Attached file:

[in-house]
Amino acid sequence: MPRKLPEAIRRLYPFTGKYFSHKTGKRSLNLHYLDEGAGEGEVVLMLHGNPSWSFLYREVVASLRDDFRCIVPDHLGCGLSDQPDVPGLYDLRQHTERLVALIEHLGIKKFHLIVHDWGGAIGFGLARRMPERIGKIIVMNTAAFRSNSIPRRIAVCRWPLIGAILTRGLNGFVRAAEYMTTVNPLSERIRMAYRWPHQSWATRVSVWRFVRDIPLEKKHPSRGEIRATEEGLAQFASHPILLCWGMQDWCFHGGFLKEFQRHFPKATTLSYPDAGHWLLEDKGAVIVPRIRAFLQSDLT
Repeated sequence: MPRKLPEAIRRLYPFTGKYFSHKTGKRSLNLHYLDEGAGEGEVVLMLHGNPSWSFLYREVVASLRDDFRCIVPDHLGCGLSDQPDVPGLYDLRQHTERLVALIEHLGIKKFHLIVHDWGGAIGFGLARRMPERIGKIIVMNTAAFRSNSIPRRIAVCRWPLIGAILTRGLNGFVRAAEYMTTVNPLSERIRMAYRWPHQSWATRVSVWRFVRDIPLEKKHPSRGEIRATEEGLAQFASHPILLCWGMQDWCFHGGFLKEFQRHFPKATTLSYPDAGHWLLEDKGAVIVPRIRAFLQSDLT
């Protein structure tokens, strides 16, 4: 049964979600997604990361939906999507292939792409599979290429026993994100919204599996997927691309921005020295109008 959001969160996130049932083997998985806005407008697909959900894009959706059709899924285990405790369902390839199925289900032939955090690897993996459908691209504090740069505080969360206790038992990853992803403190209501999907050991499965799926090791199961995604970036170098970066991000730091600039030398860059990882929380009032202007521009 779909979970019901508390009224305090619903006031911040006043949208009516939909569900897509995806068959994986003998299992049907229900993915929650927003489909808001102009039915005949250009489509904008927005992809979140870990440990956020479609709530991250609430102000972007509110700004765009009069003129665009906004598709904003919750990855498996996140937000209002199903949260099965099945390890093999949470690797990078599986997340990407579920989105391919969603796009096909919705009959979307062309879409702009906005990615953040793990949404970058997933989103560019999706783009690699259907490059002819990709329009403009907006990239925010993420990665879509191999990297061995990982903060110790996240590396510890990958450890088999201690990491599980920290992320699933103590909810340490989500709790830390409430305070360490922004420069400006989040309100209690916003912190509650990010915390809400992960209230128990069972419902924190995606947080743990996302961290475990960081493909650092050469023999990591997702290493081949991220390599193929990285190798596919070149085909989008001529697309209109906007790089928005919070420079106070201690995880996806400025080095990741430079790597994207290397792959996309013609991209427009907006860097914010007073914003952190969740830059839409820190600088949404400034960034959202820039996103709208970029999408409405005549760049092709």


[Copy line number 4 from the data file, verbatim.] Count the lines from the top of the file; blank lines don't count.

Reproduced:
């Protein structure tokens, strides 16, 4: 049964979600997604990361939906999507292939792409599979290429026993994100919204599996997927691309921005020295109008 959001969160996130049932083997998985806005407008697909959900894009959706059709899924285990405790369902390839199925289900032939955090690897993996459908691209504090740069505080969360206790038992990853992803403190209501999907050991499965799926090791199961995604970036170098970066991000730091600039030398860059990882929380009032202007521009 779909979970019901508390009224305090619903006031911040006043949208009516939909569900897509995806068959994986003998299992049907229900993915929650927003489909808001102009039915005949250009489509904008927005992809979140870990440990956020479609709530991250609430102000972007509110700004765009009069003129665009906004598709904003919750990855498996996140937000209002199903949260099965099945390890093999949470690797990078599986997340990407579920989105391919969603796009096909919705009959979307062309879409702009906005990615953040793990949404970058997933989103560019999706783009690699259907490059002819990709329009403009907006990239925010993420990665879509191999990297061995990982903060110790996240590396510890990958450890088999201690990491599980920290992320699933103590909810340490989500709790830390409430305070360490922004420069400006989040309100209690916003912190509650990010915390809400992960209230128990069972419902924190995606947080743990996302961290475990960081493909650092050469023999990591997702290493081949991220390599193929990285190798596919070149085909989008001529697309209109906007790089928005919070420079106070201690995880996806400025080095990741430079790597994207290397792959996309013609991209427009907006860097914010007073914003952190969740830059839409820190600088949404400034960034959202820039996103709208970029999408409405005549760049092709």